The book chronicles his time in both capacities in their horrifying and “water must flow uphill” Herculean-task details. They were periods of the most labour unrest in the countries universities, and an epoch of proliferation and rampaging campus secret cults, including Black Axe, Eiye, etc.
What Makanjuola brought to both jobs was what had perhaps not been seen before, and may not be seen for some time to come.
Here was a CMD who physically joined hands with cleaners to clean the hospital wards – “the morale of the cleaning staff was greatly boosted – we were showing them how important their job was, and that their tasks were not menial, but work in which everyone participated” – and carried diesel to make generators work to save lives of patients, and a VC who ate beans with students, made himself easily accessible to students and all, was unfailingly at his desk by 7.30am on working days, and shorn corruption in whatever guise or disguise.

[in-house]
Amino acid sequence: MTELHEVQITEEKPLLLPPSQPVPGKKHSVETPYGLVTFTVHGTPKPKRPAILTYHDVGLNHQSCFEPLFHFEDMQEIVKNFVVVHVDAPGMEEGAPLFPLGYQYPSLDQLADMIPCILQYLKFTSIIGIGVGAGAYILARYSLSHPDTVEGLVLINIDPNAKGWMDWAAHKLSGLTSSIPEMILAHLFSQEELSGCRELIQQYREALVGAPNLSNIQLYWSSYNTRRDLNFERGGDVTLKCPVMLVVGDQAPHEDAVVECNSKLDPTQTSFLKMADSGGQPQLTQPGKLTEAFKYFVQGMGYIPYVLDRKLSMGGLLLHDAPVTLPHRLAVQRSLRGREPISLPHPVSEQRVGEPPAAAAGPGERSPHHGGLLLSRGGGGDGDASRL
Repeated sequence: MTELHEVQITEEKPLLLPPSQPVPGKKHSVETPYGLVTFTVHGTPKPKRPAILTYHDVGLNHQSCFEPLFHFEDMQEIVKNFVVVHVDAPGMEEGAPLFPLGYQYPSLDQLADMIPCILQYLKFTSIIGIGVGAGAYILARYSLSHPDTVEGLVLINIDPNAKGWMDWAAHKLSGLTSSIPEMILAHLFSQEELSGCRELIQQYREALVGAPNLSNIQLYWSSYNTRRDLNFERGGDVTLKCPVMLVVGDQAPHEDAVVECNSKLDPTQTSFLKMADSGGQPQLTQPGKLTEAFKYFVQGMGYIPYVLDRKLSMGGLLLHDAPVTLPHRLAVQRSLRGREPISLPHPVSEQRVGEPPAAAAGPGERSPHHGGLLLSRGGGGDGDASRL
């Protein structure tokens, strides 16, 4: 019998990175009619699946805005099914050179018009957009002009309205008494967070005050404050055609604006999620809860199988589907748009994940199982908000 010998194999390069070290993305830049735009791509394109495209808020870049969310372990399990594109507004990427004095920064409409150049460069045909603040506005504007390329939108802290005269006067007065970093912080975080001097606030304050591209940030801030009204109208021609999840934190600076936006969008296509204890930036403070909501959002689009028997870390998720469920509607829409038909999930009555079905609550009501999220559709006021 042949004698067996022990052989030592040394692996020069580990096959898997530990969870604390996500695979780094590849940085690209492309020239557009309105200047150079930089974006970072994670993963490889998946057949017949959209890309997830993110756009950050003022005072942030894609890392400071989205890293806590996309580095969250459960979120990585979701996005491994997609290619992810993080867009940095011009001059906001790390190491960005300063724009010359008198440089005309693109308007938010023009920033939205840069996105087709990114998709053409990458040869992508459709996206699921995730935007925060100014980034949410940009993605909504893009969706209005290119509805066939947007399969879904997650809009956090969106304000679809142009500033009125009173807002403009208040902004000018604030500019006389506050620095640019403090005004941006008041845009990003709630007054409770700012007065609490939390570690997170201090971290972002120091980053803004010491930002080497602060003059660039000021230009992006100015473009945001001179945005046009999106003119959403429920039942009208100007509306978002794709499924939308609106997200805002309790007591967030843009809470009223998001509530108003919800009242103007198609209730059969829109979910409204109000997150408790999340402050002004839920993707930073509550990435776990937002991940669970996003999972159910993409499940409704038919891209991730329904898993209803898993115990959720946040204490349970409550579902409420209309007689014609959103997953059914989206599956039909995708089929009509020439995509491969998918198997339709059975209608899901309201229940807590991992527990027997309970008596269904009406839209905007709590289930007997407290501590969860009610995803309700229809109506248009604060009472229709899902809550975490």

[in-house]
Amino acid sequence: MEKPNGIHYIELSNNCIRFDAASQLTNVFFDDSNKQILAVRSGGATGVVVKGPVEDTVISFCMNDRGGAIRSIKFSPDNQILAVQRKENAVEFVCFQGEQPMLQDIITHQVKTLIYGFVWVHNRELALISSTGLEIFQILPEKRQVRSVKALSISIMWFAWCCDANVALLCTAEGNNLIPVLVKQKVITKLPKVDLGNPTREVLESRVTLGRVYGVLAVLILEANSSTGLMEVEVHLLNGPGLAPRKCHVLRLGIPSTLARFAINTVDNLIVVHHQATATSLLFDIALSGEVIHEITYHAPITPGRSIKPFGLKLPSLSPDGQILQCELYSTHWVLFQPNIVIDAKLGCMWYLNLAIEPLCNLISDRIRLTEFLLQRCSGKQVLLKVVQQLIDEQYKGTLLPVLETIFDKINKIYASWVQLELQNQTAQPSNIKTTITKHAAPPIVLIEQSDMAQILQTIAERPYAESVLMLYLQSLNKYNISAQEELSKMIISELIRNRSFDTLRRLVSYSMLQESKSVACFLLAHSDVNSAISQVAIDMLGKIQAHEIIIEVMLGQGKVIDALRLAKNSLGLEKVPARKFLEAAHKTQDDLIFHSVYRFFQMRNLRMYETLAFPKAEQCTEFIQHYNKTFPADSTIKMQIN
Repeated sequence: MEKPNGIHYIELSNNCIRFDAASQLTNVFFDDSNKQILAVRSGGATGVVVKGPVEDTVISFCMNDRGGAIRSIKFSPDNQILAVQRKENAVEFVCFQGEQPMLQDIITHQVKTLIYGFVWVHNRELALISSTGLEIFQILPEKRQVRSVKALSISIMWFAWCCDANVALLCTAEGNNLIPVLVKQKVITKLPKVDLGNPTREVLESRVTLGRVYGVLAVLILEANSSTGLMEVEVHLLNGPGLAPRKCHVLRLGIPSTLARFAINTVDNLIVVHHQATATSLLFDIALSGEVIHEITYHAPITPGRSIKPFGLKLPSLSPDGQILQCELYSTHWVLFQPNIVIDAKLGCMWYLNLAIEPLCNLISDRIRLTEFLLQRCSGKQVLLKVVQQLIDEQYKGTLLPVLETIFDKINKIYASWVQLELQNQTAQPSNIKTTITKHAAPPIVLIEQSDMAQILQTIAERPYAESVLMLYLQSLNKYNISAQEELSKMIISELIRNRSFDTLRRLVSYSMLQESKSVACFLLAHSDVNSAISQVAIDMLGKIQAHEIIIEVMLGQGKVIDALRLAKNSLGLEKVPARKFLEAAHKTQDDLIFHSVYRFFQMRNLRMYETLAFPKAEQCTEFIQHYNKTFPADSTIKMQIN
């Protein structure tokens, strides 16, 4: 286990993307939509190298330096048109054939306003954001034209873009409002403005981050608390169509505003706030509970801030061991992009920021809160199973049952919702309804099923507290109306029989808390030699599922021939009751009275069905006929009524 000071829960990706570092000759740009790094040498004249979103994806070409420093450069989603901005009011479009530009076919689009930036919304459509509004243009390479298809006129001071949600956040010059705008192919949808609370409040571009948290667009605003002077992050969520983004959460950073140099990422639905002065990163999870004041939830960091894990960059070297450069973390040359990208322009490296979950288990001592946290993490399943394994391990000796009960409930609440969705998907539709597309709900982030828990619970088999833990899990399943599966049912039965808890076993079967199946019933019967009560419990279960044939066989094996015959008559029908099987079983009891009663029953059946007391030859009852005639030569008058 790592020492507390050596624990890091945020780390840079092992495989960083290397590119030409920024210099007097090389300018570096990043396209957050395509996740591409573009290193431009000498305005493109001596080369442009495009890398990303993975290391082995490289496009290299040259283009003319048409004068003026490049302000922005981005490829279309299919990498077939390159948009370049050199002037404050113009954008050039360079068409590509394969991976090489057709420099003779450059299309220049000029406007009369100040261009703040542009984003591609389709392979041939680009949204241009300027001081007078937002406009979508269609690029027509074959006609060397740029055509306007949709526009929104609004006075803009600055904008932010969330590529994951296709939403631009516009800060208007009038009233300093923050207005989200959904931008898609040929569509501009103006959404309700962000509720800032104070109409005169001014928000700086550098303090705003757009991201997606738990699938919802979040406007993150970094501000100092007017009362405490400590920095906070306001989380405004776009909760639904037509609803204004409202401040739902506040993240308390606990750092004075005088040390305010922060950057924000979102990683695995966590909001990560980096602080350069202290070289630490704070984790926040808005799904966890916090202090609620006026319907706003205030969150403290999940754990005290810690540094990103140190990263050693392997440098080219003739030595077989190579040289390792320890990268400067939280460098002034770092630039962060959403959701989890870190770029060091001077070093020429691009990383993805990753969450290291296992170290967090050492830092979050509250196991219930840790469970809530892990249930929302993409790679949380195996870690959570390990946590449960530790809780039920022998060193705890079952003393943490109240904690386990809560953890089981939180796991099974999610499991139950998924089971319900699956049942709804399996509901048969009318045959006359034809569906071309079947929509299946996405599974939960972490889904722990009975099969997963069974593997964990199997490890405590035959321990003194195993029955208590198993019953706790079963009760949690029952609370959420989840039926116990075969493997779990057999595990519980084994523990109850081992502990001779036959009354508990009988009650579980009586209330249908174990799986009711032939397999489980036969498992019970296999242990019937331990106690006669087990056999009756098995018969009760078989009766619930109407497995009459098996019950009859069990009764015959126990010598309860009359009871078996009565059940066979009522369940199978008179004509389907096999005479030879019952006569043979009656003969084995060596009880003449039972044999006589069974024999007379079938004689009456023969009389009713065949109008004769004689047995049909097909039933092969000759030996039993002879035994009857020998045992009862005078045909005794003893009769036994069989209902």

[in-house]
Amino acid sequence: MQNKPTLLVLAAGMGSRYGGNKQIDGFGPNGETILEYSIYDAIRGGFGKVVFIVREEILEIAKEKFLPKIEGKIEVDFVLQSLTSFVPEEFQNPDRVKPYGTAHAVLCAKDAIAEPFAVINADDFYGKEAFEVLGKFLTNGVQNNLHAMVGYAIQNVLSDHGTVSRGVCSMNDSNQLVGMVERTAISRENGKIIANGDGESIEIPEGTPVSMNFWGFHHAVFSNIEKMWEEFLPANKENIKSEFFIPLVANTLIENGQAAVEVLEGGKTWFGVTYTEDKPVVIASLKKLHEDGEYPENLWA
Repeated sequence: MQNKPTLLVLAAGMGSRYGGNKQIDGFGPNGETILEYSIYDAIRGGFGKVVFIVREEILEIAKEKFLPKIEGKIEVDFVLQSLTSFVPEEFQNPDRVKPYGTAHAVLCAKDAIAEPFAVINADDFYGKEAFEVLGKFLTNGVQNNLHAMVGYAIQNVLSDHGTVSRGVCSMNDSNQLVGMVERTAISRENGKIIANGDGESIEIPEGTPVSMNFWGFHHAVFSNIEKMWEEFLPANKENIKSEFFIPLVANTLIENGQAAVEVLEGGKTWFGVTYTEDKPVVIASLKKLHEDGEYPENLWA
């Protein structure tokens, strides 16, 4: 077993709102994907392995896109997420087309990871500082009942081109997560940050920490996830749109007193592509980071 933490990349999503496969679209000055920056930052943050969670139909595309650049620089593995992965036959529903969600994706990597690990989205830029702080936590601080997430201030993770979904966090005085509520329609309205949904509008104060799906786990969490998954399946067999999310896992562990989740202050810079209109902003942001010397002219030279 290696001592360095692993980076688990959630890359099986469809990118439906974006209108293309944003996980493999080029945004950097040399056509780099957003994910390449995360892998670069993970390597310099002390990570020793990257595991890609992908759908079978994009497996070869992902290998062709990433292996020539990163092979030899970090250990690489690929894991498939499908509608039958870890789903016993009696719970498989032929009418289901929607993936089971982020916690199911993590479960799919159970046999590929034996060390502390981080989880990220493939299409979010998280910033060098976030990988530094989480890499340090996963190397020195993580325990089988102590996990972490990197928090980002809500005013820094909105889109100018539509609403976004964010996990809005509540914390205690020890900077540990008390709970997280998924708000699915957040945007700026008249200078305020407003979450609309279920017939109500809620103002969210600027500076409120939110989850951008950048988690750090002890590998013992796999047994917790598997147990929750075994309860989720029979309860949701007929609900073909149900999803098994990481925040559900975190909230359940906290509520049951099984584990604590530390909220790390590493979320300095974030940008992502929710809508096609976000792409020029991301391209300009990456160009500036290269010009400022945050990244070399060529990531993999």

Lacking interest in, and completely abhorrent of, the intrigues and shenanigans of campus politics Roger lent himself to be buffeted by unyielding and conspiratorial colleagues and staff unions on the one hand, and damning, violently unruly student bodies on the other. He was treading, nay galloping, along ubiquitous landmines without a care (well, seemingly) about his own safety, trusting only in the purity of his mind and nobility of his mission.